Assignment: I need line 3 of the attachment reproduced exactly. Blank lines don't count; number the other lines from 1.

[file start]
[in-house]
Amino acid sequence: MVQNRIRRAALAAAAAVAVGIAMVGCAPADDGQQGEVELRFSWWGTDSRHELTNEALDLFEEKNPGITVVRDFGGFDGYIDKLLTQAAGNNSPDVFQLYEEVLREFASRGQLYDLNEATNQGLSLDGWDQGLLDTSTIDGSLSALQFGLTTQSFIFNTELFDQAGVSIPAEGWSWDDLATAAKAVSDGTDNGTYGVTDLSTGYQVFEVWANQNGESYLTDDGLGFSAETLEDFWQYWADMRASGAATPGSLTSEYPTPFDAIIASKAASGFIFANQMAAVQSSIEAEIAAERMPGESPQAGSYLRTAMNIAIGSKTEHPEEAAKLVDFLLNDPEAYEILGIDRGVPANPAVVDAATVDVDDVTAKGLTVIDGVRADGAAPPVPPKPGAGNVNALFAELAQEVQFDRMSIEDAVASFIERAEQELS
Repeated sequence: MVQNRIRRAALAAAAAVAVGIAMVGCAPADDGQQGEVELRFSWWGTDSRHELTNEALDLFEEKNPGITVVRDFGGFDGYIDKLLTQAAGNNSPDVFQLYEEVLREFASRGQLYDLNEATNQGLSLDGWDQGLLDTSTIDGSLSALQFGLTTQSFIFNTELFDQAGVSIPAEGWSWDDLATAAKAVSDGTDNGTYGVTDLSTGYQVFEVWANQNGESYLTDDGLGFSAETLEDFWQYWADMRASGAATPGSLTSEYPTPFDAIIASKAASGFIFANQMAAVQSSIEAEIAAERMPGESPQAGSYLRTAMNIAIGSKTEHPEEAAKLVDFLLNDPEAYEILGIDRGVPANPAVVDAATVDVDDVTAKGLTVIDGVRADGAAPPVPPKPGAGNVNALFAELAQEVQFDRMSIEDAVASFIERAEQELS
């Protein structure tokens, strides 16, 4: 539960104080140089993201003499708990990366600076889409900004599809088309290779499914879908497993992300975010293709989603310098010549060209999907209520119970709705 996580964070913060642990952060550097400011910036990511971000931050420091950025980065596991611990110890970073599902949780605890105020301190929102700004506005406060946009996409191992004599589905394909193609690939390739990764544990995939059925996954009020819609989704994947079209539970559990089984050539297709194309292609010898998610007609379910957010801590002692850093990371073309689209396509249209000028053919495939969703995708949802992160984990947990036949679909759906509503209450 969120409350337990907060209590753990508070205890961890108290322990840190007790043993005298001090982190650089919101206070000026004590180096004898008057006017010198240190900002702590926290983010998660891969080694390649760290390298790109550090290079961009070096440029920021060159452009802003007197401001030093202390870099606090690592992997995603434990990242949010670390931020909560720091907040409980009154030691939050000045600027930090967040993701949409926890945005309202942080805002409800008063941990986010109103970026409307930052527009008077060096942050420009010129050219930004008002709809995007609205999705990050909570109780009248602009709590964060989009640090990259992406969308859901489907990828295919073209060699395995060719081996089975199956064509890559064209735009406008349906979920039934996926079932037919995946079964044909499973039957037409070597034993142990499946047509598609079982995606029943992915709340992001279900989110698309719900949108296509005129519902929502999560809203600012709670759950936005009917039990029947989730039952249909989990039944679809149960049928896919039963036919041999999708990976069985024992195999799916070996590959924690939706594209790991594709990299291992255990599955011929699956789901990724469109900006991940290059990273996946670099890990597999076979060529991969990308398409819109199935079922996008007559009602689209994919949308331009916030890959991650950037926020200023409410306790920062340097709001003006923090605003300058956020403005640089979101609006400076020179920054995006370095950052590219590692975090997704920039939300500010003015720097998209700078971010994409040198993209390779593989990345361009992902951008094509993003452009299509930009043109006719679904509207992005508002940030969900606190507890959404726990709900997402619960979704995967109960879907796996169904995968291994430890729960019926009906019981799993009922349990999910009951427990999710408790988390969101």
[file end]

Repeated sequence: MVQNRIRRAALAAAAAVAVGIAMVGCAPADDGQQGEVELRFSWWGTDSRHELTNEALDLFEEKNPGITVVRDFGGFDGYIDKLLTQAAGNNSPDVFQLYEEVLREFASRGQLYDLNEATNQGLSLDGWDQGLLDTSTIDGSLSALQFGLTTQSFIFNTELFDQAGVSIPAEGWSWDDLATAAKAVSDGTDNGTYGVTDLSTGYQVFEVWANQNGESYLTDDGLGFSAETLEDFWQYWADMRASGAATPGSLTSEYPTPFDAIIASKAASGFIFANQMAAVQSSIEAEIAAERMPGESPQAGSYLRTAMNIAIGSKTEHPEEAAKLVDFLLNDPEAYEILGIDRGVPANPAVVDAATVDVDDVTAKGLTVIDGVRADGAAPPVPPKPGAGNVNALFAELAQEVQFDRMSIEDAVASFIERAEQELS